Updated 10:42 PM EDT, Wed, Oct 20, 2021

Vancouver Latin American Film Festival 2015: Schedule, Films, Tickets & Everything You Need to Know

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In 1936 to 1959, the Mexican movie business was booming. However, in the decades that followed, with Latin America in a tumultuous setting, the industry saw steep declines.

And then there was a resurgence of Mexican directors making a name of themselves in Hollywood, including Oscar-Nominated directors Alejandro Gonzalez Inarritu and Alfonso Cuaron, with actors and actresses like Salma Hayek and Gael Garcia Bernal.

With that, website The Province announced that the 2015 Vancouver Latin American Film Festival is focusing on Mexico.

The VLAFF, according to the organization's official website, is a festival that represents the entire region of Latin America and is a charitable organization that provides a forum for the promotion and exhibition of Latin American films in Vancouver, encouraging dialogue among cultures and celebrates the art of contemporary Latin-American and Latin-Canadian filmmaking.

LAFF Director Christian Sida-Valenzuela said about this decision, "There was a huge decline in Mexican cinema from the 1970s to 90s and now we are back to the production levels of the so-called "golden era" of the 50s with over 120 films a year being made in Mexico."

He continued, "Almost the same increase has occurred in other major Latin American markets because of the presence of a film institute in almost all of them as well as the decreasing costs of the technology. This year, with the help of the cultural ministry and the sheer volume of films, we have a great program."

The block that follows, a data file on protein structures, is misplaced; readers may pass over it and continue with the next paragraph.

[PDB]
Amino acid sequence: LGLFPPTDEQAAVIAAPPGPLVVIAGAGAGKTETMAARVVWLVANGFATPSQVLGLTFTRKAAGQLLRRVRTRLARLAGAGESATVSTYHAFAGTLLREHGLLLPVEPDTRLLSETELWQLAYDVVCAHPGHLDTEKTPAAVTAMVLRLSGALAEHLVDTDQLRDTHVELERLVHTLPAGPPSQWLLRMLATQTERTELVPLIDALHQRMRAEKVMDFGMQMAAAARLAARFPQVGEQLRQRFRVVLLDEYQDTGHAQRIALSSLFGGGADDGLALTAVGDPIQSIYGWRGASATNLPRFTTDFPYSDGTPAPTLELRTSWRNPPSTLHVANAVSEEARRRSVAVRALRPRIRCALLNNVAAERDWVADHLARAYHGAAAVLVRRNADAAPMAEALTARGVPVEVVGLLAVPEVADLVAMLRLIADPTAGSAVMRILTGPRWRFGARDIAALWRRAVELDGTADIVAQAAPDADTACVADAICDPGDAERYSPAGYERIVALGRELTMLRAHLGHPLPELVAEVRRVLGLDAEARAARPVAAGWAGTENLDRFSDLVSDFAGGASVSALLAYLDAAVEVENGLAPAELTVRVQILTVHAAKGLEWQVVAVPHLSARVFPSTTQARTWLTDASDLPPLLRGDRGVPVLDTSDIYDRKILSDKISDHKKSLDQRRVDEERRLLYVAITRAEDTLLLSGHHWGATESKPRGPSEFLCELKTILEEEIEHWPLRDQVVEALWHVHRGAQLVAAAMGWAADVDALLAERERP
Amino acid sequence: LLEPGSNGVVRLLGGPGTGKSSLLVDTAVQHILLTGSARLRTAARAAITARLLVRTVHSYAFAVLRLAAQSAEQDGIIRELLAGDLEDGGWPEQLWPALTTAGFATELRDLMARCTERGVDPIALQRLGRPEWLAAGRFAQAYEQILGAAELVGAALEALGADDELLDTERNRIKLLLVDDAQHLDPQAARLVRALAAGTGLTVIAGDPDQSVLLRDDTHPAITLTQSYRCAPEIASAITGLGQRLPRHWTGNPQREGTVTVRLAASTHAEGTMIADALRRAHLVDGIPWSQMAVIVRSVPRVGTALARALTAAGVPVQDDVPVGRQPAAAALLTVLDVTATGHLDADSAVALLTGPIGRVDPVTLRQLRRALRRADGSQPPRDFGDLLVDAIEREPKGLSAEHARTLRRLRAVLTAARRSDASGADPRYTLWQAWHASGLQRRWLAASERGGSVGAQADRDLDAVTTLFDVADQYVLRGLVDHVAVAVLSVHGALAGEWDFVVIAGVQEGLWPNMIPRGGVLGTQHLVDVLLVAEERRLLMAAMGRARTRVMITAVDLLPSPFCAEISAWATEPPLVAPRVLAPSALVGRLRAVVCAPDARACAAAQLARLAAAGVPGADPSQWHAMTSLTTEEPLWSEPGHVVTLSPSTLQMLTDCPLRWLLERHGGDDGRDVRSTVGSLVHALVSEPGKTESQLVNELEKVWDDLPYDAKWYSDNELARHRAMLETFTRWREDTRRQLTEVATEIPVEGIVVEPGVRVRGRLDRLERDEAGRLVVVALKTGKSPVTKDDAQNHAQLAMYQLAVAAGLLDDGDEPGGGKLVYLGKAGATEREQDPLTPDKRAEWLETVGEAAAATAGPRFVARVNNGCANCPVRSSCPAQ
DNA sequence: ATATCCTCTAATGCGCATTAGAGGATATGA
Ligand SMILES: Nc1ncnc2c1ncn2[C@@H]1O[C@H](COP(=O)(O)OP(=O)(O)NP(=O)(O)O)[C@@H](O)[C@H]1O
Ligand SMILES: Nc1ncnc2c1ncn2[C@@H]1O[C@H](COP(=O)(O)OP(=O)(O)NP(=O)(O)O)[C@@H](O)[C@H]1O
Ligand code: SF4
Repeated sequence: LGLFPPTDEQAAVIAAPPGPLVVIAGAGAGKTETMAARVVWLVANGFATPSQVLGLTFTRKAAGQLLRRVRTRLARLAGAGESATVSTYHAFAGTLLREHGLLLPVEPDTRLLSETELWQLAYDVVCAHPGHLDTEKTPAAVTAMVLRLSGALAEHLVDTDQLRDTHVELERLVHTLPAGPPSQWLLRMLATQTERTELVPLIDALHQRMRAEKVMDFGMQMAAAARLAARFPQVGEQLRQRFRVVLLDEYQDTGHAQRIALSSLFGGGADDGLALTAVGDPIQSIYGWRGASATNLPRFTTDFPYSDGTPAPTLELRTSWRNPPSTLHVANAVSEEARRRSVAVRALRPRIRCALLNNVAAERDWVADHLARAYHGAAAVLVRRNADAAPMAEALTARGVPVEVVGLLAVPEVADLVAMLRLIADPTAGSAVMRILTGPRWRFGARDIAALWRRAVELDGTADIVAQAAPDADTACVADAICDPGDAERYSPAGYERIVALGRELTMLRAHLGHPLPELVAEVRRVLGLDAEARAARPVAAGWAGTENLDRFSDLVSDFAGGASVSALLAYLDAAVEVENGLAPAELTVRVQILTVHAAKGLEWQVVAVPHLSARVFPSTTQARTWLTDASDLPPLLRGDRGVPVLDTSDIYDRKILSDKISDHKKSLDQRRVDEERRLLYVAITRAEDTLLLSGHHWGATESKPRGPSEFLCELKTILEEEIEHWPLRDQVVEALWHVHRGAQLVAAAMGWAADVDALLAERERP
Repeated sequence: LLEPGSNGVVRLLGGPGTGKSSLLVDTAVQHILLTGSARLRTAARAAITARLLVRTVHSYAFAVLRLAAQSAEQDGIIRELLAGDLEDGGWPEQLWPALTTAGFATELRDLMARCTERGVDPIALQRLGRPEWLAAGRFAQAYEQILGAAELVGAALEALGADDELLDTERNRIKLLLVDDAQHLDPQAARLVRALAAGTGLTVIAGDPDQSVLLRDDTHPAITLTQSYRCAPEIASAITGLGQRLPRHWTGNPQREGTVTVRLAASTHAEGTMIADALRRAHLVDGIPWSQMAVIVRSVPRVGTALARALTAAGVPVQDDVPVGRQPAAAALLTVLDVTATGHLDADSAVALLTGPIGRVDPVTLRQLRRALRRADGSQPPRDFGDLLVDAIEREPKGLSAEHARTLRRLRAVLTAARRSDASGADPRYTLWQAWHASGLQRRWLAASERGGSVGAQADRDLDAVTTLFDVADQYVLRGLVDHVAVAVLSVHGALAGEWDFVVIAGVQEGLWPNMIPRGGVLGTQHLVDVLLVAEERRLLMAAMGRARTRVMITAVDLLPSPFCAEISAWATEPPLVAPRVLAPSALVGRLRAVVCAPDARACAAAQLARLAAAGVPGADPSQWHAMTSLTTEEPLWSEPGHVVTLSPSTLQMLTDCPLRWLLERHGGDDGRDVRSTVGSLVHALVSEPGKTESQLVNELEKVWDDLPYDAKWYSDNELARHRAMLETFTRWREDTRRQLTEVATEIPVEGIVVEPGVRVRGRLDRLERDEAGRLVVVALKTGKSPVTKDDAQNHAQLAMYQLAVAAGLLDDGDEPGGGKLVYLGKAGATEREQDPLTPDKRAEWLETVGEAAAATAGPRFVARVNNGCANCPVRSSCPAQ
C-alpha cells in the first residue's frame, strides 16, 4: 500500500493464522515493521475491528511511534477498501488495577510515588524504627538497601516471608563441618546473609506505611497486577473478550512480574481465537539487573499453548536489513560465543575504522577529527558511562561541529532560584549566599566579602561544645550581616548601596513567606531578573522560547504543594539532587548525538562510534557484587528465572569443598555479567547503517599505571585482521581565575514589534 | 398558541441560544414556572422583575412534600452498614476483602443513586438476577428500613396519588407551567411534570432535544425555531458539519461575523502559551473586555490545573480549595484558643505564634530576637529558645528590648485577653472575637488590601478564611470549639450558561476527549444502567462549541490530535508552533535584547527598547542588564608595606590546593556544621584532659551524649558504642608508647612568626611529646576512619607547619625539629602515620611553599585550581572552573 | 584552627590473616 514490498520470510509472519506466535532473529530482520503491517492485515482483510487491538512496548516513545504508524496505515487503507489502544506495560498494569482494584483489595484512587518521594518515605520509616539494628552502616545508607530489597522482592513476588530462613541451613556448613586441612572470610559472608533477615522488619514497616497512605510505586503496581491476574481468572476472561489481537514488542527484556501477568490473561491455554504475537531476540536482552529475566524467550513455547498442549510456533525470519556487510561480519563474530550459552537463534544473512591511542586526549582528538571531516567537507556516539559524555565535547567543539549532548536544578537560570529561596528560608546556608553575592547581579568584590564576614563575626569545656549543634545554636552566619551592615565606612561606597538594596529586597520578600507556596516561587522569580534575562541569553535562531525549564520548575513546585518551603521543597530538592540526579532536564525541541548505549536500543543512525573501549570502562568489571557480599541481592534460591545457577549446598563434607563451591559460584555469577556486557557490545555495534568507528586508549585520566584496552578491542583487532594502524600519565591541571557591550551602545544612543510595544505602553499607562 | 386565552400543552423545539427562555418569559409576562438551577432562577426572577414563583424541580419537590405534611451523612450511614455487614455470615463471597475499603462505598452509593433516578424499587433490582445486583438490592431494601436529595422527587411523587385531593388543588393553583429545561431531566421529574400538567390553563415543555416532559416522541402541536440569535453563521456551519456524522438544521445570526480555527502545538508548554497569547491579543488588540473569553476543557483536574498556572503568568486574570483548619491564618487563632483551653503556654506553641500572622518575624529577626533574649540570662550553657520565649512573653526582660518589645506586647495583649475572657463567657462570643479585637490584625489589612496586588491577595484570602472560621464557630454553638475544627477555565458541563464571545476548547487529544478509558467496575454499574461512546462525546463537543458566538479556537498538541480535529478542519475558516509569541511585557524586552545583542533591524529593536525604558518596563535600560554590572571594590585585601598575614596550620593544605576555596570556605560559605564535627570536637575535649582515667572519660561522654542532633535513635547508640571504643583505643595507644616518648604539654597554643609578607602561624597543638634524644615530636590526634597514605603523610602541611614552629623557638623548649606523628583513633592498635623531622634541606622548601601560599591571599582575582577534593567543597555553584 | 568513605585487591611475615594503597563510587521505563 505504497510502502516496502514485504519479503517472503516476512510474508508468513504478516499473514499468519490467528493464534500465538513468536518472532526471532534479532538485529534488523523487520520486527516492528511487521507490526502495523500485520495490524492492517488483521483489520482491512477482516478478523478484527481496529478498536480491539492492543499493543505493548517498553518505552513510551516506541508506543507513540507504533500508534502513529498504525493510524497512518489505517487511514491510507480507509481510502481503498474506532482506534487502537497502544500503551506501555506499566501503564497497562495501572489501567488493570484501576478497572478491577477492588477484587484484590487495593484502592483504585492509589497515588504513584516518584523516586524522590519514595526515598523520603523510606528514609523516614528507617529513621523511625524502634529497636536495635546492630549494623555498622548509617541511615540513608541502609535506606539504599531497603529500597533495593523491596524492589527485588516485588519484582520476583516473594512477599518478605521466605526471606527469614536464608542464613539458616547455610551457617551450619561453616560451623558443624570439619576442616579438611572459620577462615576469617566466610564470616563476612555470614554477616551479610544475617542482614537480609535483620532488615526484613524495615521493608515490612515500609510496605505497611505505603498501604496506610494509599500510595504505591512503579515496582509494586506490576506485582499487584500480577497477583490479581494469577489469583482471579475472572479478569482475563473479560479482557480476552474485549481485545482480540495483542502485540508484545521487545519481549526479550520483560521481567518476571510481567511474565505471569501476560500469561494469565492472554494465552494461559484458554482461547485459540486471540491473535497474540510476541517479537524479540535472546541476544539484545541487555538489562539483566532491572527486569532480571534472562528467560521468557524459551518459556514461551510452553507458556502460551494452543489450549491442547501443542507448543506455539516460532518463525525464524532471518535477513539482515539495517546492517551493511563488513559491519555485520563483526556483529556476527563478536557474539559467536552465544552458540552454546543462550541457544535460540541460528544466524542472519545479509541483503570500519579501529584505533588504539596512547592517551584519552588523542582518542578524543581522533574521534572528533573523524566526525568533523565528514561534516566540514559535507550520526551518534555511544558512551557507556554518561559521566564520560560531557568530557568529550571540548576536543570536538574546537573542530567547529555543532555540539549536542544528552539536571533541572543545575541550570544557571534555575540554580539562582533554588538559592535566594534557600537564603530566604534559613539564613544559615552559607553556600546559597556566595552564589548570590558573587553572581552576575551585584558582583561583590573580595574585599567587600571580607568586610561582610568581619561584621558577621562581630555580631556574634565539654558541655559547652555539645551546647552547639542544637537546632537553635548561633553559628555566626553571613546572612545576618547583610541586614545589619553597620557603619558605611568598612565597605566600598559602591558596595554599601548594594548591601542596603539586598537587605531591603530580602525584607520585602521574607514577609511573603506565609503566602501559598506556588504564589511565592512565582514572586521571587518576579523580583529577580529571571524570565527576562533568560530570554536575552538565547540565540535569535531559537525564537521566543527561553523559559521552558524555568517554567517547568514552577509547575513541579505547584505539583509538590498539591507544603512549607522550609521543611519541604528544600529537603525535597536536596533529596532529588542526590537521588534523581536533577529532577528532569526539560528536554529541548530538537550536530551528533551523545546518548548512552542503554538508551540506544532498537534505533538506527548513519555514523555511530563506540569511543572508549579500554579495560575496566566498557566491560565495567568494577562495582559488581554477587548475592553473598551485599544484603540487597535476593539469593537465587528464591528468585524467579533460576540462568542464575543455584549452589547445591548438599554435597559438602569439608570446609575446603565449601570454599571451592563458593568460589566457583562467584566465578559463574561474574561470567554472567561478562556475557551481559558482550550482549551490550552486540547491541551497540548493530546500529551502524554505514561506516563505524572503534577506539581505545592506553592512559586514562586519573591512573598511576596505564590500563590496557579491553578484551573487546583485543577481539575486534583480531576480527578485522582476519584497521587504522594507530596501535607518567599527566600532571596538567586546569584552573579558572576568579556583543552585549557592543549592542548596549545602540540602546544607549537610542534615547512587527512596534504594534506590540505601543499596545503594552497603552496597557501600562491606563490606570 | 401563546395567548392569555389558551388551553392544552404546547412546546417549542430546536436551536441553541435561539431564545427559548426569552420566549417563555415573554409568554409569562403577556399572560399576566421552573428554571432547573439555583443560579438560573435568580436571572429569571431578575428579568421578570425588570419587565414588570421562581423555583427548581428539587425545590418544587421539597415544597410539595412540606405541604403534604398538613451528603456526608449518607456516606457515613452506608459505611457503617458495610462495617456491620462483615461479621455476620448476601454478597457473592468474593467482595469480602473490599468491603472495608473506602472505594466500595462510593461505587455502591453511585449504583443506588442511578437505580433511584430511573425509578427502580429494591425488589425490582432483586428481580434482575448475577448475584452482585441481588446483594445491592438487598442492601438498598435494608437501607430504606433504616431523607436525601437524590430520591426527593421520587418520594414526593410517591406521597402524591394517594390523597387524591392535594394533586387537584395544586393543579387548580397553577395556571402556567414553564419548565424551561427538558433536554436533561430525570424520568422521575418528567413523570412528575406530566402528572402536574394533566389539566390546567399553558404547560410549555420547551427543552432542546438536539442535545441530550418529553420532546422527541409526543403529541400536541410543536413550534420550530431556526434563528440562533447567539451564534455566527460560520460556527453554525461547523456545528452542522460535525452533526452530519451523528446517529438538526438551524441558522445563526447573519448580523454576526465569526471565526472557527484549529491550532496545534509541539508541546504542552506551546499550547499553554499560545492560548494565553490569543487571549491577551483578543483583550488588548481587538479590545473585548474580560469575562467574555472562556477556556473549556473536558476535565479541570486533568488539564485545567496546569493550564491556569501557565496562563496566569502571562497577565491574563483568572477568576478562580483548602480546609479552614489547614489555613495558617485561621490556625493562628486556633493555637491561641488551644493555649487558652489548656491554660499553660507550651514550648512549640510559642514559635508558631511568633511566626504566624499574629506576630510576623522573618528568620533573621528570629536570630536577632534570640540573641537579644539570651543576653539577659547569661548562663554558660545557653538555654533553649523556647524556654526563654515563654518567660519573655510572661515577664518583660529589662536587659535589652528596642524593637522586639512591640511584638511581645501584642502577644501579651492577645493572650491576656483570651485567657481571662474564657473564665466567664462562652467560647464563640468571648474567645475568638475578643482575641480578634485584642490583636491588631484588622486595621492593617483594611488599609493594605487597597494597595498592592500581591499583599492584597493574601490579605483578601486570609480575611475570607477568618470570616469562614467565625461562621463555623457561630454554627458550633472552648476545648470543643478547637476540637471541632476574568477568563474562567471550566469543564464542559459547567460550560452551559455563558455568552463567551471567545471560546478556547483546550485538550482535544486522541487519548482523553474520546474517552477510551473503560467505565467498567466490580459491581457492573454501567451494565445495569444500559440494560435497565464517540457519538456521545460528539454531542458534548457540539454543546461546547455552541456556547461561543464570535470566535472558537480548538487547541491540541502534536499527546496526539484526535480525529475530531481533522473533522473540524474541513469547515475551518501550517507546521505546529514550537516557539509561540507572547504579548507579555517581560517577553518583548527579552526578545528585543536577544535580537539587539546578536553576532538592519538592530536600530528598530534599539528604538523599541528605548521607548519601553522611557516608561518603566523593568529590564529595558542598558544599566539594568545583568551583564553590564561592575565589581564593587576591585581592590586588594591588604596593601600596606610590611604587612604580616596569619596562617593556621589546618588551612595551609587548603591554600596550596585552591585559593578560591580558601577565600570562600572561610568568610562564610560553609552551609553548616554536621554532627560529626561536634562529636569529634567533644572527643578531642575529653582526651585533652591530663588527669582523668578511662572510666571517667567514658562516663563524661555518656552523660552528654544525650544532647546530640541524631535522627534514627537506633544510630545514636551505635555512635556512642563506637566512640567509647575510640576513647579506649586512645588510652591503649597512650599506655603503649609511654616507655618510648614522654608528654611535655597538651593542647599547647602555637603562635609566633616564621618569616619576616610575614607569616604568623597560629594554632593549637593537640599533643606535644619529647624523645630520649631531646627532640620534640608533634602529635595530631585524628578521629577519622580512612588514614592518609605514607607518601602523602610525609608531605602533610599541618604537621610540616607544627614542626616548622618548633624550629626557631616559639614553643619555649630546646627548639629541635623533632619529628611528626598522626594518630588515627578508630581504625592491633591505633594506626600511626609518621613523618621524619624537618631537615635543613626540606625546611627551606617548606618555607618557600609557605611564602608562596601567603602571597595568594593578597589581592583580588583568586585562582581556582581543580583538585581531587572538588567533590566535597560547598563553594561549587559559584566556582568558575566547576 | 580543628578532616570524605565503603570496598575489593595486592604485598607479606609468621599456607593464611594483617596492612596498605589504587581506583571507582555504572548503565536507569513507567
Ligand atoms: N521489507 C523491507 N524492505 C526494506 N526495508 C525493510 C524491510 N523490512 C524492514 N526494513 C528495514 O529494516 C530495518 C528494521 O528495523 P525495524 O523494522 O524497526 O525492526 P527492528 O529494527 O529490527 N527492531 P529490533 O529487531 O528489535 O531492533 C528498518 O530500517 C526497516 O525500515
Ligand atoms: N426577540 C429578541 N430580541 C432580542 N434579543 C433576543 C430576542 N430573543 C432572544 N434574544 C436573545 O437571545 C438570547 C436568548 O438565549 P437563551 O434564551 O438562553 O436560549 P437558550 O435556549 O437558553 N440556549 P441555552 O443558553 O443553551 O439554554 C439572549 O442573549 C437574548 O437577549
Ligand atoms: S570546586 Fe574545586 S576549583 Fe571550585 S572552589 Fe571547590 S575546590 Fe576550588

The focus is on new Mexican directors and LAFF opens with the film "Guerros" from director Alonso Ruizpalacios. The black and white feature plays on family dynamics and racial slang and attitudes. It was been hailed as the best Mexican feature of 2015 by many critics at major festivals earlier this year.

To make a link between Vancouver and Mexico, LAFF will also be showing films by Canadian cinematographer Alex Phillips, who lived for forty years in Mexico, and director Louis Bunuel. Then there was also another, called "Perfect Obedience" which was directed by Mexican director Luis Uruquiza, who just moved to Vancouver.

There are also films from retrospective directors, such as one from Juan Antonio de la Riva, a past president of the Mexican Film Academy of Motion Pictures.

Check out the full schedule of the event that boasts of the best movies from Mexico. The Vancouver Latin American Film Festival will last for eleven days beginning September 3 on the official VLAFF website.

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